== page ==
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Personal family preparedness

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  • Examples of recent severe events Hurricane Katrina hits New Orleans Hurricane Katrina made landfall as a Category 3 storm on the morning of August 29, 2006 in southeast Louisiana and at the Louisiana/Mississippi state line The storm surge caused severe and catastrophic damage along the Gulf coast, devastating the cities of Mobile, Alabama, Waveland and Biloxi/Gulfport in Mississippi, and New Orleans and other towns in Louisiana. Levees separating Lake Pontchartrain from New Orleans were breached by the surge, ultimately flooding 80% of the city and many areas of neighbouring parishes for weeks. Severe wind damage was reported well inland. At least 1,836 people lost their lives in Hurricane Katrina and in the subsequent floods The storm is estimated to have been responsible for $81.2 billion in damage, making it the costliest natural disaster in U.S. history. It is estimated that the total economic impact in Louisiana and Mississippi may exceed $150 billion In late January 2006, about 200,000 people were once again living in New Orleans, less than half of the pre-storm population. Additionally, insurance companies have stopped insuring the area because of the high costs from Hurricanes South Asia Tsunami The 2004 Indian Ocean earthquake was an undersea earthquake that occurred on December 26, 2004 with an epicentre off the west coast of Sumatra, Indonesia. At 9.1 - 9.3 magnitude, it is the second largest earthquake ever recorded on a seismograph. (The Great Chilean Earthquake at Valdivia, approximately 700 kilometres (435 miles) south of Santiago on May 22, 1960 is the largest magnitude earthquake recorded at 9.5 since seismographic monitoring began) The earthquake triggered a series of devastating tsunamis with waves up to 30 m (100 ft) that spread throughout the Indian Ocean, killing large numbers of people and inundating coastal communities across South and Southeast Asia, including parts of Indonesia, Sri Lanka, India, and Thailand. Almost 230,000 casualties or people reported missing. The catastrophe is one of the deadliest disasters in modern history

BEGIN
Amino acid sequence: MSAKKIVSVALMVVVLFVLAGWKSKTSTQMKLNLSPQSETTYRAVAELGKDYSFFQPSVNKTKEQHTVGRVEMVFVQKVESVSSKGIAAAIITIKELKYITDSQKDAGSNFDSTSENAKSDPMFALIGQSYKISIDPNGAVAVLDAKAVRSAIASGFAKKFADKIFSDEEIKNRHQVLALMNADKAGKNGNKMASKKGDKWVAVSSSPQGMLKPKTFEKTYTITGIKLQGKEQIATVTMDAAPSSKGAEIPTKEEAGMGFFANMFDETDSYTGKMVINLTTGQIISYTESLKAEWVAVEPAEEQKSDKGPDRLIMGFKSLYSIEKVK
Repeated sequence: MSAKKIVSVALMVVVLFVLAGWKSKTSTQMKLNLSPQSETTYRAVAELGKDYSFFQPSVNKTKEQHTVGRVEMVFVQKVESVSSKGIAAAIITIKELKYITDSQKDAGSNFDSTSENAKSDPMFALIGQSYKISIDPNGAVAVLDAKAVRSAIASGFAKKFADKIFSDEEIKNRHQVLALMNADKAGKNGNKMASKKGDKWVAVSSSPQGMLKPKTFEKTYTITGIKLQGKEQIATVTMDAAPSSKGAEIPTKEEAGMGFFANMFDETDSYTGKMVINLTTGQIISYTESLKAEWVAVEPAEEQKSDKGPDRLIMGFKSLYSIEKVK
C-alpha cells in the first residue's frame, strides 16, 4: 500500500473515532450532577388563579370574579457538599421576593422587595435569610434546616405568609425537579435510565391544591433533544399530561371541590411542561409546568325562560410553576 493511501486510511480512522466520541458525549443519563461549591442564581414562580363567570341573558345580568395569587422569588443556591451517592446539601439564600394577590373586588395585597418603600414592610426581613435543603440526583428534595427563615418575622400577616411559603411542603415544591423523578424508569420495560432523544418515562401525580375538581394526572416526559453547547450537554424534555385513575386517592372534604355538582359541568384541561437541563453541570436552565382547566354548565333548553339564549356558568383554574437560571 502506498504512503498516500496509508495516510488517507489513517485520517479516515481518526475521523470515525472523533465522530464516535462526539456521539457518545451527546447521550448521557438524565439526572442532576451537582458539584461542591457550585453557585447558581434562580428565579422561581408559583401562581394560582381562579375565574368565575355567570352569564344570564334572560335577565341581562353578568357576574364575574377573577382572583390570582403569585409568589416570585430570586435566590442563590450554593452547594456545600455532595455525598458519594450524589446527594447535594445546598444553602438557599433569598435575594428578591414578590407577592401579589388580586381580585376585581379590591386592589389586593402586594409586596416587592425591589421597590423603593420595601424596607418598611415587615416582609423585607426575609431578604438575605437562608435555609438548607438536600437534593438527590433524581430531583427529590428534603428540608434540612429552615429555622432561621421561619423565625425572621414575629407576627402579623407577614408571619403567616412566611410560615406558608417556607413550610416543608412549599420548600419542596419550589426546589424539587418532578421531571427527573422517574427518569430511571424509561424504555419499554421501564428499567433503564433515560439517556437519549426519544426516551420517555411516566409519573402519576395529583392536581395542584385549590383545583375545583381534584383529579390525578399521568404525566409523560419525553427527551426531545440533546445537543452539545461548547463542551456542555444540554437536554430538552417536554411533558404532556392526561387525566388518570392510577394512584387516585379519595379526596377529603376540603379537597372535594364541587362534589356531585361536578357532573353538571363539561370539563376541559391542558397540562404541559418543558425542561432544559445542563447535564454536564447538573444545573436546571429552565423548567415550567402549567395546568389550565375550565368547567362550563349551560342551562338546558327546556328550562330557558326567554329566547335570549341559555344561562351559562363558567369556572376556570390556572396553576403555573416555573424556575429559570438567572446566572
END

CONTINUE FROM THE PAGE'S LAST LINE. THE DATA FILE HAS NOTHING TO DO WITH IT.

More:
• Incidents in BC Each year in the spring and fall, river and lake levels are monitored for the possibility of flooding. And through fire season, at-risk communities prepare for the possibility of threat from interface fire. Flooding Storm Surge (February 2006) caused waves to breach the protective works along Boundary Bay in Delta causing flooding and damage to about 80 homes; The flooding extended six blocks back from the water, as the area behind the dyke is low; There was major water damage and impact damage from logs/debris, etc. 25 homes evacuated. Interface Fires Urban Interface Fires in Kamloops and Kelowna in August 2003 over 50,000 people were evacuated from their homes 340 homes and 10 businesses were lost in the fire